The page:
American Airlines president Tom Horton believes that restrictions on the foreign ownership of US carriers would be relaxed before he retires, giving hopes of a full merger with British Airways and Iberia (The Australian, 01-Aug-2011). The US restricts foreign ownership in domestic carriers to 25%, although Washington is under pressure from the EU to relax these rules. Mr Horton stated: "This alliance agreement with BA and IAG is effectively a synthetic merger. Over time - I think in my working lifetime - foreign ownership rules in the US will become more flexible. This alliance could form the basis of a cross-border merger between our airlines."
American Airlines president hopeful of full merger with British Airways
You may also be interested in the following articles...
Qatar Airways turning 20 - and hoping for a joint venture with American Airlines
Qatar Airways turns 20 in 2017. The once tiny regional airline has become a global powerhouse and is reshaping oneworld, the alliance to which it belongs. Qatar has stakes in IAG and LATAM, and Qatar Airways CEO H.E. Akbar Al Baker has told CAPA that in the near future he expects Qatar to make acquisitions in two additional airlines, aside from Meridiana. He said the additional airlines would be successful airlines, as "We are not going to collect crap".
Strategic partnerships without equity are important; Mr Al Baker hopes American Airlines will cease its partnership with Etihad Airways and work solely with Qatar Airways, even forging a multilateral JV anchored around American, British Airways/IAG and Qatar. Qatar is heading towards a fleet of 250 aircraft in 2-2.5 years' time. Mr Al Baker expects recently ordered 787-9s to replace 787-8s, while an LoI for 737 MAX 8s will be to replace Qatar's A320s and grow that fleet.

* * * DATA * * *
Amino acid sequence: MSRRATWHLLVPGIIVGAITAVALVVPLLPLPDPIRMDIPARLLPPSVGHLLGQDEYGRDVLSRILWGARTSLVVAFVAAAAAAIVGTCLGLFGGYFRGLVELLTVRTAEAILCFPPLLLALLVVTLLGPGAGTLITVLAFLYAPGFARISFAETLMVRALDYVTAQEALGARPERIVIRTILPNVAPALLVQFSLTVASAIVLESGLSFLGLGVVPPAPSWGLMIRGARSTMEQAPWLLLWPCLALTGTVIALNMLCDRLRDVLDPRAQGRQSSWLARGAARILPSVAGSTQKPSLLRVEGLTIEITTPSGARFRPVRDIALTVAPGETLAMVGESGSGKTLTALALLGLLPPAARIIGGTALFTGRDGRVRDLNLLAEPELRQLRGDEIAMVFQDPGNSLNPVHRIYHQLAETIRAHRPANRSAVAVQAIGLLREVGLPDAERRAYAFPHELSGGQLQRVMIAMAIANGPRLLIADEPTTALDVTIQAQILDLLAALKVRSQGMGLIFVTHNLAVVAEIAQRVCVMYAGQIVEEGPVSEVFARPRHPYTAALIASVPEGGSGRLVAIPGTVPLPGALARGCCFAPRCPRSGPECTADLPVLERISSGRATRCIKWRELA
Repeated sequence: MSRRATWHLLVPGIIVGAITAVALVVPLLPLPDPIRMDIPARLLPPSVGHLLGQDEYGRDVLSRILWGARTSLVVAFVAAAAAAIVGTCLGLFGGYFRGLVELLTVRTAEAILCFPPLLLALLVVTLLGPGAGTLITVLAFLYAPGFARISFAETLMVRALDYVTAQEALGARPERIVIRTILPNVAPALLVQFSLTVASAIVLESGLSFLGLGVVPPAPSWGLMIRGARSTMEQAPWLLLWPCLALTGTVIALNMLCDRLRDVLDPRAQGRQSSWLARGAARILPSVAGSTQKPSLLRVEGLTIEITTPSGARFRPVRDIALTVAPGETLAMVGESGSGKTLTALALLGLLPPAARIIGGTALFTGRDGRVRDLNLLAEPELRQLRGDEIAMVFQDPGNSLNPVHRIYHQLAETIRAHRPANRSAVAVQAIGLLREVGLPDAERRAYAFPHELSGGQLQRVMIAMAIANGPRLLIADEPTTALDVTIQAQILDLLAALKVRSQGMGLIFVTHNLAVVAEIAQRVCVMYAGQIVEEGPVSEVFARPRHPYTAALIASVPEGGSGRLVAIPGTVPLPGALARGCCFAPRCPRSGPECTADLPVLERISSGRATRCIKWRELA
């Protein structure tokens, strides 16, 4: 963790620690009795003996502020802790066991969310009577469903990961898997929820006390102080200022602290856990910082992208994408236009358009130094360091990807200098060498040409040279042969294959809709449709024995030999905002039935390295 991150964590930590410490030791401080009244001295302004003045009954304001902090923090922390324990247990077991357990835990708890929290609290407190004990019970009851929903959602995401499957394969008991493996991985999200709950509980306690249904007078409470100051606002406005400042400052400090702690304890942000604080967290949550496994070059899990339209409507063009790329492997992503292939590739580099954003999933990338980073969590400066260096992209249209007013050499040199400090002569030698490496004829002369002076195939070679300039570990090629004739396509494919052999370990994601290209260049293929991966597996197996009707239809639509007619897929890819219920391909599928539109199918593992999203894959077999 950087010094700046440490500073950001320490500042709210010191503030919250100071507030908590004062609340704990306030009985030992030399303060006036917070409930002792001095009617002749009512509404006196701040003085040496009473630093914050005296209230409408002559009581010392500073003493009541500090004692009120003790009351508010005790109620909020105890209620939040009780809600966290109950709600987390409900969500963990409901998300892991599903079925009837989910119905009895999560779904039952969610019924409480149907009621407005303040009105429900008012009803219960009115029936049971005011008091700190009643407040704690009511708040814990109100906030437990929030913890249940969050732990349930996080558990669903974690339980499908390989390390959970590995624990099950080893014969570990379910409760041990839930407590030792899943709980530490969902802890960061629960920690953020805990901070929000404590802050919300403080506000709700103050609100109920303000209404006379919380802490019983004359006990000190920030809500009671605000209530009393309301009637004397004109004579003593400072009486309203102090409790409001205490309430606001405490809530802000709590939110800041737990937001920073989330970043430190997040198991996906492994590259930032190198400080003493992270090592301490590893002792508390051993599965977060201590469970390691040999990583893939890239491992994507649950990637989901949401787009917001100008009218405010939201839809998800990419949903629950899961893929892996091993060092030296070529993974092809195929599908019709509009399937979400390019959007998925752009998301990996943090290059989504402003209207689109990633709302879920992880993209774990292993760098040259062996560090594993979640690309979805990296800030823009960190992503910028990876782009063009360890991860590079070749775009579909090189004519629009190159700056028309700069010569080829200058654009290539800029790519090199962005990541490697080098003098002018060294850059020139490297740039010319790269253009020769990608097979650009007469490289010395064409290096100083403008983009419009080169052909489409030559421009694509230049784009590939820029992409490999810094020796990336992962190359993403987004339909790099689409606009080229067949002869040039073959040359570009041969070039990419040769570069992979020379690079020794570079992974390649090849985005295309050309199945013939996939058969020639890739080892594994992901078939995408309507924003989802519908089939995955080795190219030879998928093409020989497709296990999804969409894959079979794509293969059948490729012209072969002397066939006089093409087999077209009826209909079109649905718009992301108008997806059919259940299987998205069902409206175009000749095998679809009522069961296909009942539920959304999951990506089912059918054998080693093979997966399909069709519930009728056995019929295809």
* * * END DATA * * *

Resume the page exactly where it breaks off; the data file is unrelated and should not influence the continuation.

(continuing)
Ryanair's 117million pax in 2016 tops European airline groups. The first time an LCC topped rankings
For the first time ever in Europe, in 2016 a low cost airline carried more passengers than any other airline or airline group, as Ryanair's 117 million passengers pushed Lufthansa Group's 110 million into second place. Ryanair had beaten Lufthansa itself, but not the whole Lufthansa Group. IAG's first full year of including Aer Lingus helped it to take third place from Air France-KLM. Europe's number two LCC, easyJet, was ranked fifth.
The big five can be expanded into a big seven to include Turkish Airlines and the Aeroflot Group, although these two had contrasting growth rates in 2016. A chasing pack of middle sized airline groups includes three LCCs (Norwegian, Pegasus and Wizz Air) and three legacy airlines with varying challenges to establishing sustainable profitability (SAS, Air Berlin Group and Alitalia).
Most of the faster growing airline groups in the top 20 are LCCs and the main growth drivers for Europe's big three legacy groups are their LCC subsidiaries. Just outside the top 20 are some fast growing legacy airlines in Eastern Europe, demonstrating the potential there. Nevertheless, unless there is a big merger or acquisition, Ryanair looks set to remain at number one for some time.